The race: Sugarloaf Marathon
Location: Sugarloaf, Maine
Why do it: Going for a personal best
Swag: Long sleeve tech shirt. If you win your category, cool pottery bowls, plates and cups with moose on them
Mention you’re running Sugarloaf and everyone will start guaranteeing you the best time of your life, meaning personal best. The course boasts that it is among the 15th fastest in the United States. Don’t worry about that two mile hill at mile eight. It’s nothing, right?
And after that, the final 16 miles are all downhill – in a good way – according to organizers.
Sounds great, but it’s not quite true.
Don’t get me wrong: Sugarloaf – celebrating its 30th anniversary – is a terrific regional marathon that does nearly everything right. It’s set in the immensely photogenic Carrabassett Valley, a region of modest mountains, winding roads (one of which you’ll run) and a easy-going, back-to-the-land hippie vibe.
The marathon is point-to-point, beginning in a forest of tall pines (aptly named the Cathedral Pines Campground) full of runners who, at the last moment, have dashed into said piney woods to relieve themselves. It doesn’t take long to clear the woods and suddenly find yourself in a postcard of the ideal Maine: wetlands run out toward moody mountains crowned with wreathes of gray cloud. You’re pumping along a flat road along which early on the pace can get quite hot.
That two-mile hill dampens some of the early enthusiasm, however. Cresting the top, that’s where it’s supposedly downhill. In reality, for a long, long – very long time – it’s flat…and not too thrilling. For some reason, the race is run on the right-hand side of the road. Over on the left is a twisty scenic river opening up to views of the mountains.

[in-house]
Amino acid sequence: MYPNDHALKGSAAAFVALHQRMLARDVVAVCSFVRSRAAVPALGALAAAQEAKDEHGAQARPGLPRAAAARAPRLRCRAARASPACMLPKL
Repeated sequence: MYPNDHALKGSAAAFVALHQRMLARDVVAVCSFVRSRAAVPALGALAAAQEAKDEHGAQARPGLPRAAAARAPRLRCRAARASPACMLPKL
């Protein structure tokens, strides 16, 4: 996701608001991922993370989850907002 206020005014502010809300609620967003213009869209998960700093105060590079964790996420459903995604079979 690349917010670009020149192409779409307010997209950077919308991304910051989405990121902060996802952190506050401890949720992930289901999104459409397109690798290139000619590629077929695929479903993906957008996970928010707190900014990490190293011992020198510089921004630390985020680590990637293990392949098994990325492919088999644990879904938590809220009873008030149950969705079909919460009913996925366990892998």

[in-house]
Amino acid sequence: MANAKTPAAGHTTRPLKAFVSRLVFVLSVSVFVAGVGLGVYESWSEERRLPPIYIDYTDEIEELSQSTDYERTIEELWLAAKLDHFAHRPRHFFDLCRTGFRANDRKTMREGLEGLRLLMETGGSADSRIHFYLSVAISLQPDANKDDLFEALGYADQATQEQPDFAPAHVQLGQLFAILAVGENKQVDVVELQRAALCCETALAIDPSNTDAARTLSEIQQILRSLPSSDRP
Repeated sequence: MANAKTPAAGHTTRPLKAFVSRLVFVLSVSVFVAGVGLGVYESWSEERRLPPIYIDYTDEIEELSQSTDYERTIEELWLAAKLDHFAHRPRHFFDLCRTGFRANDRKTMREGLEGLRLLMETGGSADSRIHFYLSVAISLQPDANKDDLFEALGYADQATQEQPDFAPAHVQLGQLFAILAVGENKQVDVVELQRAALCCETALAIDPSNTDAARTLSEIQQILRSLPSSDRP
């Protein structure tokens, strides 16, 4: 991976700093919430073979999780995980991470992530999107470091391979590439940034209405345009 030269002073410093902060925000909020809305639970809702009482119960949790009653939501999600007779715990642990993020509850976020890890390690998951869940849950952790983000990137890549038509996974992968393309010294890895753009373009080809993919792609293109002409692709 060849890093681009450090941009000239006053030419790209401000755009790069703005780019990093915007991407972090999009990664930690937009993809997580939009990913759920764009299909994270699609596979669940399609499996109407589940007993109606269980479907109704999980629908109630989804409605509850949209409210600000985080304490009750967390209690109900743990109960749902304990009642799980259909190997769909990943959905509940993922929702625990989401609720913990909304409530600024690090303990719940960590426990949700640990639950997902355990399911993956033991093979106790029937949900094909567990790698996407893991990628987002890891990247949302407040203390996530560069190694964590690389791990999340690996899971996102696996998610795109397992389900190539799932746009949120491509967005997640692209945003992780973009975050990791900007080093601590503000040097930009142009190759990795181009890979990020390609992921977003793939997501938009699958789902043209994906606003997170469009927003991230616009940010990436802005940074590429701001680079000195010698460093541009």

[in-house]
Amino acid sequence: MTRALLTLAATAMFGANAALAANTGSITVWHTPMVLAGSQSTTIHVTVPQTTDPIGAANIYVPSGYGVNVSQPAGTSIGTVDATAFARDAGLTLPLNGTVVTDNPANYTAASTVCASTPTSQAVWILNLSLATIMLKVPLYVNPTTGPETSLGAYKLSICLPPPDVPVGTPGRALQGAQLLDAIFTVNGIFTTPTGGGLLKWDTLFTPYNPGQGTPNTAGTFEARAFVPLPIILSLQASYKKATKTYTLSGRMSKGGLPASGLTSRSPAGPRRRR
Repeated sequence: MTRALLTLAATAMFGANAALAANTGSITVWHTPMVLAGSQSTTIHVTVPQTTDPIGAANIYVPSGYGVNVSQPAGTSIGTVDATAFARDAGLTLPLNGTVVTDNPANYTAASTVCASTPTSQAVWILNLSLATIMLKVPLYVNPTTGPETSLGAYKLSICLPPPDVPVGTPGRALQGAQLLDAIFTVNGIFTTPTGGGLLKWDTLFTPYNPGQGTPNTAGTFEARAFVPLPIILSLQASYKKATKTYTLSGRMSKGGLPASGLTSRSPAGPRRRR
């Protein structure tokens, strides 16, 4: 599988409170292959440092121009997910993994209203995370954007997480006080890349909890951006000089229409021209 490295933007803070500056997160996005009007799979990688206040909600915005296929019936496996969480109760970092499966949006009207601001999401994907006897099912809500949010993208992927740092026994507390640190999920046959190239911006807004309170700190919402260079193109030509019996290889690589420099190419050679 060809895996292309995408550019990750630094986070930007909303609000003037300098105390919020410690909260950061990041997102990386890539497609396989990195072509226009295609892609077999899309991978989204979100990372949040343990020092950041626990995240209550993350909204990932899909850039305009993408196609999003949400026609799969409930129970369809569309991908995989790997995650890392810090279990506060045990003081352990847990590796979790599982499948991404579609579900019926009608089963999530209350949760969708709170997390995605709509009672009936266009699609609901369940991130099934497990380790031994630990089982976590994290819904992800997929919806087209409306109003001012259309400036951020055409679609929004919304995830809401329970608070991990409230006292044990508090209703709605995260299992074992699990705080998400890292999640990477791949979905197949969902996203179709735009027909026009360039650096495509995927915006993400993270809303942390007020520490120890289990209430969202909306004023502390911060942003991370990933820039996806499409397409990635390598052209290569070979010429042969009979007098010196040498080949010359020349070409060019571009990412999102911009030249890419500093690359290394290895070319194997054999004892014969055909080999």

You don’t get to see that.
Remember? You’re running on the right-hand side. Cue long, endless views of road and trees. They go on. And on. And…well, you get the idea. Want to check how mentally tough you are? Now’s the time. That straight stretch of trees seems to go on forever.
Oh, and that 16 miles of downhill to the end? Sure – if you don’t count the last four or so miles of rolling hills. They’re not severe, in fact, hardly noticeable, but you are running up and down and coming in to the finish, with about a two miles to go, the grade is enough that it makes runners suffer. The finish is, thankfully, flat.
Sugarloaf is an old school, casual marathon. At the start, they call everyone over with a megaphone and you line up and they just call go, and everyone’s off. At the end, they skip the awards hoopla. You check your name on the stats and if you won or place, you collect your swag. In between, it’s very well run, with plenty of water stations and, at the finish, lots of food, water and a massage station.
Sugarloaf itself is, of course, a well-known ski resort centered around the mountain that gives the area its name. The Sugarloaf Mountain Hotel is comfortable, modern, but not stuffy and a short drive to the start line. One thing you should be prepared for: if you check around you’ll see a ton of restaurants in the area. But when you arrive, only a few, and they’re quite good, are open. It’s a ski resort and you’re coming in on shoulder season, just after skiing is done and before the summer tourism starts. Most of the places are closed during that time.
Don’t let that deter you from what is billed as a fast, downhill course, but in reality will still throw plenty of challenges at you as you run for the PB.